The Peace Wall had a gate in the middle of it, and it was locked at 6 p.m. This seemed unfathomable to us. It felt like the ‘50s or ‘60s in America, when some cities had segregated water fountains, rest rooms and restaurants.
How sad. How eye-opening. Our trip also had many highs. If you go to Ireland, Dublin (a pub every few steps) is a lot of fun, but the cities of Galway—which had a quaint downtown filled with stone-clad cafes and boutiques—and Kilkenny (a medieval town with a 12th-century castle) are also must-sees. Ditto the breathtaking Cliffs of Mohr, and we walked over the famous Carrick-a-Rede Bridge—it is made of rope, stands high above the Atlantic Ocean, and has coastal views to die for—on the Giant’s Causeway in Northern Ireland. (We ran out of time and didn’t get to the Ring of Dingle, which, I’m told, is sensational, in Southwest Ireland).
But I gladly traded going to St. Andrews for the trip around the photogenic Dingle Peninsula, which is home to a half million sheep.
A seaside town located about an hour’s drive from Edinburgh, St. Andrews is known for its golf courses, especially the historic Old Course.
Friends told me I was crazy for not playing St. Andrews (it’s about $230 a round for the Old Course) or one of its seven courses, but I didn’t want to leave my wife alone for nearly five hours and it was enjoyable just to walk around the course and soak in the history. Golf has been played there for six centuries, and the views of the North Sea are stunningly beautiful.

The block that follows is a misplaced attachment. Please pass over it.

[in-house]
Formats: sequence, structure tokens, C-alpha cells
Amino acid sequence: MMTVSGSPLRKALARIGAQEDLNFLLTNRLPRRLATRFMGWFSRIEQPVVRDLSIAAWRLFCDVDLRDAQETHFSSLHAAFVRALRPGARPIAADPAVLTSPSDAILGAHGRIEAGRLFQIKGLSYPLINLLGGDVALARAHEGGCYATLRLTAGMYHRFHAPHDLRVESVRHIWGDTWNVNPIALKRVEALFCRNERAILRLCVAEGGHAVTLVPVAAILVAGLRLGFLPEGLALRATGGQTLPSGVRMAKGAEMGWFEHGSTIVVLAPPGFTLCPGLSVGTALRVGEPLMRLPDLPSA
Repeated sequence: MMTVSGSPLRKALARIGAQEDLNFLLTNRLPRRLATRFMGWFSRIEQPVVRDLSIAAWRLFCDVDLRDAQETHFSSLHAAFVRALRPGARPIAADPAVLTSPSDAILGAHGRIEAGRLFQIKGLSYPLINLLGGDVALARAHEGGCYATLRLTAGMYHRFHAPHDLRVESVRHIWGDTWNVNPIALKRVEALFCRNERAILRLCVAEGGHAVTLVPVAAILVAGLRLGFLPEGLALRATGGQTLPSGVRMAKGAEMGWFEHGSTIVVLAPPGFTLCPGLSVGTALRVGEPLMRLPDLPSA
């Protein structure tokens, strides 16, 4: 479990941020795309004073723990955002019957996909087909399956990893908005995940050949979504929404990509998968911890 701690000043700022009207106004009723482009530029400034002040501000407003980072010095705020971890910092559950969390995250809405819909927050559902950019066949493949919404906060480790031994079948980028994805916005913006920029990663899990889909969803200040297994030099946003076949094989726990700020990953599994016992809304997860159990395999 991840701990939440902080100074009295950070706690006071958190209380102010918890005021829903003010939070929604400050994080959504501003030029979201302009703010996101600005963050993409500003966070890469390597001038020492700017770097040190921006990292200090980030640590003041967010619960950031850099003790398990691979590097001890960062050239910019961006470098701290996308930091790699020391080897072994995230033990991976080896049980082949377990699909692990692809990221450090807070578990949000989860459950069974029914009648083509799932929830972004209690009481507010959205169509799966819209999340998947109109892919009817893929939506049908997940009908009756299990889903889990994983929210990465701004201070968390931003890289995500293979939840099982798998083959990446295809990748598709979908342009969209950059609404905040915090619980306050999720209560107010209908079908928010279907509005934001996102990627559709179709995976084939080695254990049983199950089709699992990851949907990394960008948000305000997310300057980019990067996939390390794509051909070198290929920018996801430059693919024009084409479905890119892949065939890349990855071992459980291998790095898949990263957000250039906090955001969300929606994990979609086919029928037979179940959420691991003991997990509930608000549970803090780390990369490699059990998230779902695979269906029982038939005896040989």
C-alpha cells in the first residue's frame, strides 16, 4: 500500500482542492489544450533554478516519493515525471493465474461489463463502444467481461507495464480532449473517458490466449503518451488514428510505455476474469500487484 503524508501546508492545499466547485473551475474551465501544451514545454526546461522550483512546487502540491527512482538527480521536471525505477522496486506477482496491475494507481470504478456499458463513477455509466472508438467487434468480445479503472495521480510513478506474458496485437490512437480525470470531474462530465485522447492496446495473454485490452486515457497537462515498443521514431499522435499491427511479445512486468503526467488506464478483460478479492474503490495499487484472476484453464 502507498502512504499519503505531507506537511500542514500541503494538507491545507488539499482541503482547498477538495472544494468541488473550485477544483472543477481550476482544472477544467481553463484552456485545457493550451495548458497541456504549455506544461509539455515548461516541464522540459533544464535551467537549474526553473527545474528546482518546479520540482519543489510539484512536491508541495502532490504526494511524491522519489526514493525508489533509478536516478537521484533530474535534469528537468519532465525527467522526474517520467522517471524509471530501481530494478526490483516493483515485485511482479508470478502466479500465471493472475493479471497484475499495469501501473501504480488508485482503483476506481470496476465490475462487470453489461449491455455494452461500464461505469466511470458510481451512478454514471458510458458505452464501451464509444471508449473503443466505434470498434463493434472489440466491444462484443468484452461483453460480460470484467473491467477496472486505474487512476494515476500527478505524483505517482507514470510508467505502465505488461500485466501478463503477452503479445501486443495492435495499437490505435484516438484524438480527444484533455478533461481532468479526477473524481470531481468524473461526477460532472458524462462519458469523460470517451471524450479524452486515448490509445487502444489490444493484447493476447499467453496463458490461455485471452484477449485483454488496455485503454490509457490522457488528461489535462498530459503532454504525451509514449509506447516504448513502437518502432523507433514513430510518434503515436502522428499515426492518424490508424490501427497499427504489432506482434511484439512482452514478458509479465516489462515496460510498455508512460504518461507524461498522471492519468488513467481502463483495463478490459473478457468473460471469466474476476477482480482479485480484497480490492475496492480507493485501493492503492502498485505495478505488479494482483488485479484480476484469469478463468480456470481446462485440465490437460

“I fell in love with it the first day I played it,” Jack Nicklaus, who won the Open there in 1970 and 1978, once said. “There’s just no other course that’s remotely close.”
A Who’s Who of golf have played there. I was just happy they let us on the practice putting green for about a buck. I came close, but, showing why I’m about a 23-handcap, didn’t one-putt any of the loooong 18 holes. No matter. It was an honor to be on the course where the sport began…..and nice to check off another item on my bucket list.
I still have a couple hundred more to go.
Photos by Sam Carchidi. At top, the view of Edinburgh countryside from the Edinburgh Castle, which is like a little city itself.